Q Well I have a question for you. Do you feel that since invading Iraq, the threat of terrorism on U.S. soil has been reduced significantly?
THE PRESIDENT: I think it's been reduced; I don't think we're safe. What will really give me confidence to say that we're safe is when I can tell the American people we've got the capacity to know exactly where the enemy is moving. This is a different kind of war. These people hide. They -- they're patient and they're sophisticated. And that's why our intelligence-gathering is really important.
You know, occasionally they come out and want to fight like they're doing in Iraq. This guy, Zarqawi, has sworn his allegiance to bin Laden. He has -- he's declared his intentions. But there's a lot of them who lurk and hide. And what we've really got to do is continue to hone our intelligence-gathering to make sure that we can, as best as possible, understand their intents and watch their movements. And this requires international cooperation.
I will tell you the international cooperation, when it comes to sharing intelligence, is good. It requires us being able to cut off their money and move money around. They can't -- it turns out, they can't launch attacks without money. And so we're doing the best we can to work with others to find out where their money is moving. And that way, it will be a -- give us a chance to find out where they are.
The long run in this war is going to require a change of governments in parts of the world. It's -- and this is why it's very important for me to continue to remind the American people about what's taking place in history. One of my favorite stories is to tell people about -- or go-bys -- is to tell people about my relationship with Koizumi, Prime Minister Koizumi of Japan. He's an interesting guy. He likes Elvis, for example, which is -- (laughter) -- interesting -- (laughter). He's a friend. He's also a friend when it comes to peace. He's a reliable, steady ally when it comes to dealing with North Korea. North Korea is a country that has declared boldly they've got nuclear weapons, they counterfeit our money, and they've starving their people to death. And it's good to have an ally that understands human rights and the condition of the human being are vital for this world and world peace.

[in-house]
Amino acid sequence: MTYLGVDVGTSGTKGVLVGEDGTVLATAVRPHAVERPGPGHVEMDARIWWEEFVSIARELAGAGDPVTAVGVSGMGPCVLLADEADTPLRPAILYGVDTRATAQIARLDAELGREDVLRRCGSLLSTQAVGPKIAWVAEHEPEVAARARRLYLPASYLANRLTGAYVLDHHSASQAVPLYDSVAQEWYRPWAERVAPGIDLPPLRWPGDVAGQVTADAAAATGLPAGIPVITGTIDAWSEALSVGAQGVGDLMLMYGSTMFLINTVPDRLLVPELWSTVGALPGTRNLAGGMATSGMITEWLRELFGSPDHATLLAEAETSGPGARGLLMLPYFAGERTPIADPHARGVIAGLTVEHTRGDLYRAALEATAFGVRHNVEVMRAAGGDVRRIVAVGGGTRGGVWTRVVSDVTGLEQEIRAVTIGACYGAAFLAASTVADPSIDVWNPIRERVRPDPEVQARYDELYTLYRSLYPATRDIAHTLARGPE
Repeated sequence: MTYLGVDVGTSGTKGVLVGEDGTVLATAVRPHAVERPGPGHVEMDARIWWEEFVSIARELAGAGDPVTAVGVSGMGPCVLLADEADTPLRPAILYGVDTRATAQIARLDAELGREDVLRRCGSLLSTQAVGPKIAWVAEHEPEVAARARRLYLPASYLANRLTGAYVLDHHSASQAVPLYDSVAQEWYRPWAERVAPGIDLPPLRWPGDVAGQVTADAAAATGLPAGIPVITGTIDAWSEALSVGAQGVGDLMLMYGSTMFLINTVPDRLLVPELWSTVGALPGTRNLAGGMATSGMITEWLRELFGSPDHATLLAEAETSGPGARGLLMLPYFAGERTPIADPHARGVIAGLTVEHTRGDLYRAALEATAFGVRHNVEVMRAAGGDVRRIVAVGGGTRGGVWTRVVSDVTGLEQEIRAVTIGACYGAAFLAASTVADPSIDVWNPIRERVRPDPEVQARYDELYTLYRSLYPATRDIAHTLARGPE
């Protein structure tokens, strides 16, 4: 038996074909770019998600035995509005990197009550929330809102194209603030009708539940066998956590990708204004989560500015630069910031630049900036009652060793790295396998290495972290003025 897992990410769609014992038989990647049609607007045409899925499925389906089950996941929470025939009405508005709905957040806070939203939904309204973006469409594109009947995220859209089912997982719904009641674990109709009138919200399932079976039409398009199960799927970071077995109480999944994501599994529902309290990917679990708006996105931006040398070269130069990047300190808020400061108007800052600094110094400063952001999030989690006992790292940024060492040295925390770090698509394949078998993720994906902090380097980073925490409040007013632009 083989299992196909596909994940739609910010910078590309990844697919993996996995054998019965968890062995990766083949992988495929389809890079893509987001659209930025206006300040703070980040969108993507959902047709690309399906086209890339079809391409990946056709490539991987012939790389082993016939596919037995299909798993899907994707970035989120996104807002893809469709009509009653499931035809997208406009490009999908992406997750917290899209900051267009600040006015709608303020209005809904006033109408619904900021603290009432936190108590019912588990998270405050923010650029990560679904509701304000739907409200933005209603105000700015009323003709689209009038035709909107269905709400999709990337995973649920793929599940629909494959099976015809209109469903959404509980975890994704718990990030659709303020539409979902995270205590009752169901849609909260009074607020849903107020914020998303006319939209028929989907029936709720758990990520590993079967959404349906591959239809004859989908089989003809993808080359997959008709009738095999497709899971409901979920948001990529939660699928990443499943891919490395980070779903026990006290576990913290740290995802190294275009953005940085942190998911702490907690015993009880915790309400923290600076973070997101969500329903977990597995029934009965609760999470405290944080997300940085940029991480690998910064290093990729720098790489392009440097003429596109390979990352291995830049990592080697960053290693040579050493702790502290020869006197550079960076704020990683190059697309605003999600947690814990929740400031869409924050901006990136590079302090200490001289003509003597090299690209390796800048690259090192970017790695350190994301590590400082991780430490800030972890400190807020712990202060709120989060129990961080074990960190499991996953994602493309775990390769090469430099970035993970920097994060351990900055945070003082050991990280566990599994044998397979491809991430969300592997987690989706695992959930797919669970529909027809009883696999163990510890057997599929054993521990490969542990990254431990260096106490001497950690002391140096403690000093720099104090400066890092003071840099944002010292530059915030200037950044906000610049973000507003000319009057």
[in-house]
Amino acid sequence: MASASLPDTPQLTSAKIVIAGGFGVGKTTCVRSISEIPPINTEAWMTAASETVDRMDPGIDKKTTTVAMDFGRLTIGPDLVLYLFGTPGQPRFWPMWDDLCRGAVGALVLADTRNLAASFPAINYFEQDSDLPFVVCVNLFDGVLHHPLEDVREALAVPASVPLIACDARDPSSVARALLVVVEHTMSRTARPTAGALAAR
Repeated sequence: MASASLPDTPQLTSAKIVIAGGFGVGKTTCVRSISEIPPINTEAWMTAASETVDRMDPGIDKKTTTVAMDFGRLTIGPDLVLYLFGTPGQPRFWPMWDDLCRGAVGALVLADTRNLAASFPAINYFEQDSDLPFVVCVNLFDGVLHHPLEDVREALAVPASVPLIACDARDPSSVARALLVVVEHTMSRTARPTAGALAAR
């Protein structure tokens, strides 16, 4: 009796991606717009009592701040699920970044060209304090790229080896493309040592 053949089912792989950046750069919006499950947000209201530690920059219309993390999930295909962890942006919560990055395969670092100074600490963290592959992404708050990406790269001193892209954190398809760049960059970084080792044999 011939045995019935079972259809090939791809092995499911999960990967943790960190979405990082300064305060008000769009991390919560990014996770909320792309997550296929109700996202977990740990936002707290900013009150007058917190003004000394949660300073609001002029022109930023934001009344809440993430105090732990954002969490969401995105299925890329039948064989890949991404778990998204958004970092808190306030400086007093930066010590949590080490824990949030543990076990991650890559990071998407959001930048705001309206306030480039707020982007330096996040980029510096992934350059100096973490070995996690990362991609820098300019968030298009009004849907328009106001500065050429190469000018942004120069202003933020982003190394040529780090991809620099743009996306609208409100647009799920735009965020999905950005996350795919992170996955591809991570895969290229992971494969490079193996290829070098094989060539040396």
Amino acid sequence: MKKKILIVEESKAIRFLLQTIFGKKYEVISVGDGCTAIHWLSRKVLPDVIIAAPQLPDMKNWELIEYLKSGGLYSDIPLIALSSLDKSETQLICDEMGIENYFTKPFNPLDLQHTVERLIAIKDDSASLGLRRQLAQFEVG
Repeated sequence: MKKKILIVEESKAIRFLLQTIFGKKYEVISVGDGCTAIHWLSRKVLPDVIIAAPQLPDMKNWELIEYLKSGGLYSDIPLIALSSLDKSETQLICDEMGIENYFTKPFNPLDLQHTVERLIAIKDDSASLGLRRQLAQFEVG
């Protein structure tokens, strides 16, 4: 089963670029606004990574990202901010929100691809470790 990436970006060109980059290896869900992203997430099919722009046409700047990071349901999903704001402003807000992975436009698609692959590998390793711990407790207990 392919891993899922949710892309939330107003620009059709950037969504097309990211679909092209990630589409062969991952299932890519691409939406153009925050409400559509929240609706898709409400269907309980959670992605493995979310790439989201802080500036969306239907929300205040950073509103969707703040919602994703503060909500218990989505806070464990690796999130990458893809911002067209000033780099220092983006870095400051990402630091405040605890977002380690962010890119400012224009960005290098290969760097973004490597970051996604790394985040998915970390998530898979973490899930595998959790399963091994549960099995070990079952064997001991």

And yet, 60 years ago, my dad fought against the Japanese -- many of your relatives did, as well. They were the sworn enemy of the United States. I find it amazing -- I don't know if you find it amazing -- I find it amazing that I sit down with this guy, strategizing about how to make the world a more peaceful place when my dad and others fought him.
And so what happened? Now, 60 years seems like a long time, particularly if you're 59, like me. (Laughter.) But it's not all that long in history, when you think about it. And what happened was a Japanese-style democracy emerged. Democracies yield the peace. That's what history has shown us. That's what I tried to say in my peroration in this speech. That's a long word. I'm doing it for Senator Specter here. (Laughter and applause.) Just showing off, Senator. Just trying to look good in front of the folks here at home. (Laughter.) But it's an accurate portrayal of what has happened. Democracies yield the peace.
So the fundamental question is, do we have the confidence and universal values to help change a troubled part of the world. If you're a supporter of Israel, I would strongly urge you to help other countries become democracies. Israel's long-term survival depends upon the spread of democracy in the Middle East. I recognize people have -- (applause) -- I fully recognize that some say it's impossible, that maybe only a certain kind of people can be -- can accept democracy. I just -- I reject that. I don't agree with that. I believe democracy -- the desire to be free is universal. That's what I believe. And if you believe that, then you've got to act on it. That doesn't mean militarily. But that means using the influence of the United States to work with others to help -- to help freedom spread.
And that's what you're seeing in Iraq. And it's hard. It's hard for a country that has come from dictatorship two-and-a-half years ago to become a democracy. It is hard work. There's a lot of resentment and anger and bitterness. But I believe it's going to happen. And the only way it won't happen is if we leave, if we lose our nerve, if we allow the terrorists to achieve their objective. The only way we can lose this is for us to say to the terrorists, maybe you aren't dangerous, after all -- you know, by leaving, maybe that you'll become hospitable, decent citizens of the world. That's not reality. And my job as the President is to see the world the way it is, not the way we hope it is. (Applause.)
I, again, want to thank you for giving me the chance to come and deliver this speech. I'm grateful for your interest. May God bless you all, and may God continue to bless America. (Applause.)
END 12:14 P.M. EST
Tuesday, December 13, 2005
Confidence and universal values
From Bush's speech at the Park Hyatt, Philadelphia yesterday. Some say Bush thinks he hears God calling him but it's his Dad's legacy I think. It's powerful.